Assembly in Action / Automotive Assembly / Lean Manufacturing Assembly

Automotive Supplier Creates Carousel Assembly Line From Modular Components

The carousel system consists of eight carts hitched together.

April 1, 2014
Trans

When founded in 1925, Hollingsworth Logistics Group (HLG) was one of the world’s first expediters of auto parts. Today, the company is based in Dearborn, MI, and is a lead logistics provider to manufacturers and distributers in many industries.

HLG has broadened its service capabilities over many decades through a series of strategic joint ventures and mergers. One joint venture is Modular Automation Systems LLC, which HLG and Magna International developed in 2000 to assemble and sequence auto parts into OEM assembly plants. HLG owns 60 percent and maintains management control.

For one customer, Modular Automation provides finished front and rear fascia assemblies on a just-in-time basis. Until recently, the assembly process was labor intensive and required a large amount of floor space.

The process began with workers placing fascia outer shells on carts equipped with protective cradles. These carts were manually moved to each production cell, where the worker scanned the shells with a handheld scanner to learn which parts had to be assembled inside and outside each fascia.

Next, the completed fascias were brought to a quality control station and checked for proper assembly and functionality. Finally, they were loaded in proper sequence on mobile racks and delivered to assembly plants.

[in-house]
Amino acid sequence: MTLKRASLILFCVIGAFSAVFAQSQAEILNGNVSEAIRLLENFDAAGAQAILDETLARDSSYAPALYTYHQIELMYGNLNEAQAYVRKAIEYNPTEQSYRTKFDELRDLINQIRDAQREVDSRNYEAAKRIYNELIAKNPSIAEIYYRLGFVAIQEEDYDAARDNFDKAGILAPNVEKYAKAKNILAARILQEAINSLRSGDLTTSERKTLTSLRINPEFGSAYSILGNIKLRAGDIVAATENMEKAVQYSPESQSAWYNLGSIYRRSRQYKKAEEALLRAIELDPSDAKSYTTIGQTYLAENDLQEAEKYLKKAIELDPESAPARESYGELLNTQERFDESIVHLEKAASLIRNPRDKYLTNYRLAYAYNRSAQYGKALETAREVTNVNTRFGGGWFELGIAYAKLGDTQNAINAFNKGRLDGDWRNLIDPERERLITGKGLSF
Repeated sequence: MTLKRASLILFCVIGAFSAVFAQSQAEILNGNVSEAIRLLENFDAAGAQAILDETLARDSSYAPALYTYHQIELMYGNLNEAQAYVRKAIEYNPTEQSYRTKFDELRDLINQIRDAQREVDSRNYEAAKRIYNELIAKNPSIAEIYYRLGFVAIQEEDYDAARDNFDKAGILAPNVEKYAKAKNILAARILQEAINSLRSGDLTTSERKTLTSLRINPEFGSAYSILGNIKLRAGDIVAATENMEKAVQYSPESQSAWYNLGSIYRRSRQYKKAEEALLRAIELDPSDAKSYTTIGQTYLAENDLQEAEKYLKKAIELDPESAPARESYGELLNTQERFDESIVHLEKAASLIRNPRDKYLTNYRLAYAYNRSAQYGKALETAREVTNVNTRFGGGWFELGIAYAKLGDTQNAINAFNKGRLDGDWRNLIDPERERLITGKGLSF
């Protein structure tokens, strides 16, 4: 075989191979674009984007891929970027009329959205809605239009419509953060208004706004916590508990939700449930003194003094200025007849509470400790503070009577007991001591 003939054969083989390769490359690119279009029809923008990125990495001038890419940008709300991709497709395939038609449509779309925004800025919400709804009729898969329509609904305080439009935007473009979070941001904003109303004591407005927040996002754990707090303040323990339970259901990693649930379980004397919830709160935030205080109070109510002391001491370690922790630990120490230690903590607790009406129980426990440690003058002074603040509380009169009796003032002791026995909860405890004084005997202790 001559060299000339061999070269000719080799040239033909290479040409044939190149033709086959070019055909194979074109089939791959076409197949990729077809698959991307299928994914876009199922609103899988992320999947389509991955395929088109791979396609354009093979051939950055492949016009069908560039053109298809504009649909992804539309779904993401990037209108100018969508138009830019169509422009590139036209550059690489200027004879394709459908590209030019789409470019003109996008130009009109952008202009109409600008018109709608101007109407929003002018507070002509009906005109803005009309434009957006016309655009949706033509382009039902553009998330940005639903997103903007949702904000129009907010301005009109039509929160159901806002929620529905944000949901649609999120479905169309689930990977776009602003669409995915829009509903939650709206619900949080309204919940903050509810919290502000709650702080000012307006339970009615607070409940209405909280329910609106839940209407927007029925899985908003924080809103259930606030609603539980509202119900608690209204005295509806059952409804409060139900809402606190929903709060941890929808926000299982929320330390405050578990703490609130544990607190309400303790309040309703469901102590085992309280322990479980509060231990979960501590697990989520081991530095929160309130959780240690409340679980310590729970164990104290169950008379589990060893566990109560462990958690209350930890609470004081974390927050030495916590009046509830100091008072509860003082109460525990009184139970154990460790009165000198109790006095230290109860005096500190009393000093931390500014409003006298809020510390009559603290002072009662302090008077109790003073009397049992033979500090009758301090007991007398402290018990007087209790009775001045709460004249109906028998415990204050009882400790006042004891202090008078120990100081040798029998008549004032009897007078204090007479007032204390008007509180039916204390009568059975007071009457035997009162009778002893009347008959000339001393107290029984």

Christian Cantrell, program manager and process engineer for Modular Automation, says the process had several drawbacks. It limited productivity, created sequencing errors, and damaged the class A finish on the fascias.

Over the years, Modular had been using Creform Corp.’s system of plastic-coated steel pipe and joints to create material-handling racks, tables and carts. The two companies met in the fall of 2013 and determined that a carousel system would be better for fascia assembly. Cantrell says it was essential that the system worked in tandem with the company’s automated guided vehicles (AGVs)—also made by Creform—and cost much less than a traditional turnkey system.

The carousel system consists of eight carts that are hitched together and ride on casters along a rail to serve eight pie-shaped workstations. Each cart features adjustable 28-millimeter OD pipe, metal joints and a rack that holds fascia components in place during assembly. The base of the lead cart is a battery-powered AGV that travels at 0.05 mph and has a pulling capacity of 1,496 pounds.

Each station has a computer keyboard and monitor mounted to a Creform-built structure. The monitor provides a complete sequence of the parts to be installed on each fascia. The system handles up to 250 part numbers.

Because the fascia is only handled when being placed on or removed from the cart, it is virtually impossible for a fascia to get out of sequence. Limited handling also minimizes the likelihood of finish damage to a fascia.

Cantrell says the pie-shaped work areas in the station take up 50 percent less floor space than the old system. He notes that, initially, Modular set a production target of 50 fascias in 47 minutes. However, the first carousel exceeded expectations and completed the fascias in 36 minutes.

“The best part is we [can] complete each assembly operation using fewer [workers],” notes Cantrell. “This allows us to reassign them to other value-added tasks and operations.”

 For more information on continuously moving assembly lines, call 800-839-8823 or visit www.creform.com

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